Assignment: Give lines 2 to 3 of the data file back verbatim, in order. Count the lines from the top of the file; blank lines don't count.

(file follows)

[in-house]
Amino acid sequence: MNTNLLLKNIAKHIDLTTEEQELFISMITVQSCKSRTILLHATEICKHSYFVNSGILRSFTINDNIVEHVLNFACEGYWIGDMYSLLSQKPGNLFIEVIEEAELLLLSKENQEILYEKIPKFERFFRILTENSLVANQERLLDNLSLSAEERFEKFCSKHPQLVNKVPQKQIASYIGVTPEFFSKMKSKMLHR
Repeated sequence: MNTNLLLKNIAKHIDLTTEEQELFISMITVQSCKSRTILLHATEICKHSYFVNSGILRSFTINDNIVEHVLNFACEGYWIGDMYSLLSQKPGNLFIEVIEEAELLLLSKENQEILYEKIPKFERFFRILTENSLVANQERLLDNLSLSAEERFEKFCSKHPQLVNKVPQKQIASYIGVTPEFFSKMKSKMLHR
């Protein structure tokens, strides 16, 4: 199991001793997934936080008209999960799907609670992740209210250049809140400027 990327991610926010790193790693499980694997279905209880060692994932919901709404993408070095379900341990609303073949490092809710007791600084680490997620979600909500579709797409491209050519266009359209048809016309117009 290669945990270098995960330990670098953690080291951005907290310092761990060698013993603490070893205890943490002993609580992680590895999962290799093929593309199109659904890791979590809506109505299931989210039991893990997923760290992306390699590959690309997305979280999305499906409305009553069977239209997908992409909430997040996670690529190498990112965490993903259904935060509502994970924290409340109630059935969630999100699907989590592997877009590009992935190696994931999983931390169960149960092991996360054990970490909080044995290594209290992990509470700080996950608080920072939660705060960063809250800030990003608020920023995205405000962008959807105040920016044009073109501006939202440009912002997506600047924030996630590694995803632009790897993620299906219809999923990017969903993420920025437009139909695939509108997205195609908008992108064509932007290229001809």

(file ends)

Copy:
Amino acid sequence: MNTNLLLKNIAKHIDLTTEEQELFISMITVQSCKSRTILLHATEICKHSYFVNSGILRSFTINDNIVEHVLNFACEGYWIGDMYSLLSQKPGNLFIEVIEEAELLLLSKENQEILYEKIPKFERFFRILTENSLVANQERLLDNLSLSAEERFEKFCSKHPQLVNKVPQKQIASYIGVTPEFFSKMKSKMLHR
Repeated sequence: MNTNLLLKNIAKHIDLTTEEQELFISMITVQSCKSRTILLHATEICKHSYFVNSGILRSFTINDNIVEHVLNFACEGYWIGDMYSLLSQKPGNLFIEVIEEAELLLLSKENQEILYEKIPKFERFFRILTENSLVANQERLLDNLSLSAEERFEKFCSKHPQLVNKVPQKQIASYIGVTPEFFSKMKSKMLHR